Groupe de contact asiatique (7 juillet 2017)

Asian Contact Group meeting 7 July 2017
Statement by H.E. Véronique ROGER-LACAN, Ambassador,
French Permanent Representative to the OSCE
On The Indo-Pacific Security Dynamic


France would like to thank Australia, Ambassador Hammer, and the German Chairmanship of the Asian Contact Group, for their invitation to France to share views on the Indo-Pacific security dynamic on the occasion of this special meeting of the Asian Contact Group.

I will share with you some of the thinking of our center for policy and analysis on Asia, that do not necessarily represent the official views of France on the Indo-Pacific (concept that by the way, our Asian directorate does not recognize) security dynamic. Nevertheless, this thinking is worth sharing.

Our center for analysis and policy points out that the reconfiguration of the security situation in Asia with :
-  the growing power of China,
-  the current stalemate of the relationship between China and the United States over North-Korea,
-  and the uncertainty as to the American security guarantees in Asia,
calls for an equivalent reconfiguration of Europe’s cooperation with the Asia-Pacific region.
Hence, and given also that the European Union is a true security and diplomatic actor in this field, the question to us, here in the OSCE, is what we can provide in this regard.
I will not dwell too much on the growing power of China’s Navy and its growing deployment in the Indo-Pacific area, given the fact that the OSCE is mainly a land organization. Nevertheless, it is worth mentioning :

-  the ring of pearls in the ports of Colombo, Hambantota, Gwadar and Chittagong,
-  the construction of a Chinese naval base in Djibouti,
-  as well as the China-Pakistan-Economic-Corridor projects.
They will all give China both land and naval access to the Indian Ocean, to the Gulf countries, to the OSCE space and to the Mediterranean through cooperation with Russia.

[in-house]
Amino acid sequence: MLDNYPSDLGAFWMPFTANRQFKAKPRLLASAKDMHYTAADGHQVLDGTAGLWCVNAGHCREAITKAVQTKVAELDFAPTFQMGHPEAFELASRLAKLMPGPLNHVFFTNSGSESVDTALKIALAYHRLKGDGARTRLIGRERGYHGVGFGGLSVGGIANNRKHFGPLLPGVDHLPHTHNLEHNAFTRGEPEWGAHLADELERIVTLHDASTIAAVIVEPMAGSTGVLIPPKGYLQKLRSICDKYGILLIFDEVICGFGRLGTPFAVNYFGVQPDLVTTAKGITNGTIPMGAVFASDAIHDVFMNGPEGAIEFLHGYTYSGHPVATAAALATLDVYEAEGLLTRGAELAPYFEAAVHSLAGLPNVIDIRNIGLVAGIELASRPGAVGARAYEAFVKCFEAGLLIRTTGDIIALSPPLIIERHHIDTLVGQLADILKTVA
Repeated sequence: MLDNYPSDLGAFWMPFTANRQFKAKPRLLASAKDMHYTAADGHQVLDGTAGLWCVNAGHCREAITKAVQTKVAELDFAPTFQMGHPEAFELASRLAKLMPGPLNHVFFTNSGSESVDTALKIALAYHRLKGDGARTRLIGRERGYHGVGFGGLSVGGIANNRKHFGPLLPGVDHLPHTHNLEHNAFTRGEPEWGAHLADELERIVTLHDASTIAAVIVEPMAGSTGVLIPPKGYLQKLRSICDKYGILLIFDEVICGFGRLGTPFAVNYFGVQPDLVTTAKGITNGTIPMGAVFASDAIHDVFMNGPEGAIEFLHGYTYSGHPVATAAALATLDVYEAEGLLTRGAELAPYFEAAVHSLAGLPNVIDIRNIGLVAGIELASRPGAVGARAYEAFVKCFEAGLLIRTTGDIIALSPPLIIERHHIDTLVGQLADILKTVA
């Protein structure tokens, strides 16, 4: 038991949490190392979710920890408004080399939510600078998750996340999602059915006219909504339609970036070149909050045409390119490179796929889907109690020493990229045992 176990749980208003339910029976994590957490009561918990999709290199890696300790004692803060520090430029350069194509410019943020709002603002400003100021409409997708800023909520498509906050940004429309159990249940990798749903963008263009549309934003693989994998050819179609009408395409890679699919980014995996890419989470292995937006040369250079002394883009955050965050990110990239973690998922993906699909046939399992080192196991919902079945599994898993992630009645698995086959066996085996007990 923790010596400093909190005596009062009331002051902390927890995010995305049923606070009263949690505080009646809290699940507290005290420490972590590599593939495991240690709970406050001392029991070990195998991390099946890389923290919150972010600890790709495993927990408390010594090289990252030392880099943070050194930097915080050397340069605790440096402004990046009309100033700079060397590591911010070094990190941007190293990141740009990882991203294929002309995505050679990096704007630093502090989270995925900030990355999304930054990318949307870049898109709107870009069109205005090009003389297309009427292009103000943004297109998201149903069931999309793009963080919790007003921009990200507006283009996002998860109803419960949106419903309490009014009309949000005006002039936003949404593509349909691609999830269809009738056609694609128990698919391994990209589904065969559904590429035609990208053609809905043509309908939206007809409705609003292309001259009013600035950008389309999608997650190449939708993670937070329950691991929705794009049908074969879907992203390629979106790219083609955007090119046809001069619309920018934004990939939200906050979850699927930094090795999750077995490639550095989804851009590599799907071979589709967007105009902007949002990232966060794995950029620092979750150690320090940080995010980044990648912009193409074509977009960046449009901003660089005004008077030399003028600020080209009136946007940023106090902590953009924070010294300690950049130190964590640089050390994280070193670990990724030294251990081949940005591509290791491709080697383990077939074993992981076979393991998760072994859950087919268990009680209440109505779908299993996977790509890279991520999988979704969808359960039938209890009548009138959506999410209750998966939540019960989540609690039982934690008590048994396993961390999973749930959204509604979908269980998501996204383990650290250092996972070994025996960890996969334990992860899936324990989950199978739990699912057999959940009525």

It is worth underlining that the territorial disputes that oppose the majority of South China Sea coastal States to China and the North-Korean threat are symptomatic of the types of difficulties, not social, not economic, but political and strategic, that the world has from now onwards to cope with.

We are indeed facing two additional strategic presences in the world.
For France, with its 11 million square meters of maritime domain expanding over Asia-Pacific, these challenges are not anecdotal and have to be dealt with.
A way forward can be through our strategic partnerships, not only with China, but also with India, Japan, and Australia and through an invitation to Asian-Pacific States to build a genuine global security architecture in the Indian Ocean, which has unfortunately not managed to take off yet.
We also regret that ASEAN does not seem to have found its way through preventing any type of hegemony or regional tension.

Therefore France’s approach will take into consideration :

-  the presence of French populations and territories in the area obliging us in the long run in terms of security commitments in the whole of Asia-Pacific region,
-  the presence of French forces in the Indian Ocean, ALINDIEN in Abu Dhabi, in the Pacific, ALPACI, FASZOI in la Reunion,
-  our strategic partnerships, already mentioned before with China, India, Japan, Australia,
-  our presence in the South-China Sea to testify, with our naval rotations there, to our rigorous stand on the compliance with the law of the sea.
On the basis of those four parameters, our cooperation in the region will therefore pursue three objectives :

-  a security objective with a call to develop and organize a regional security architecture helping coastal States to cope with non-traditional threats such as terrorism, piracy and proliferation,
-  a strategic objective consisting of assistance to Asian States if they so wish to answer the uncertainties described above through an engagement of China on non-binding but non-hostile cooperation,
-  a political objective aiming at protecting our positions and populations in the region.

In the OSCE, the key to Asia is, of course, our partnership through the Asian Group for Cooperation, but also the Central Asian States and Mongolia, who keep calling on us to open up to Asia and to get out of this cumbersome, autistic and obsessive daily conversation on East-West divergences and protracted conflicts.
I thank you all for your attention./.

Dernière modification : 21/07/2017

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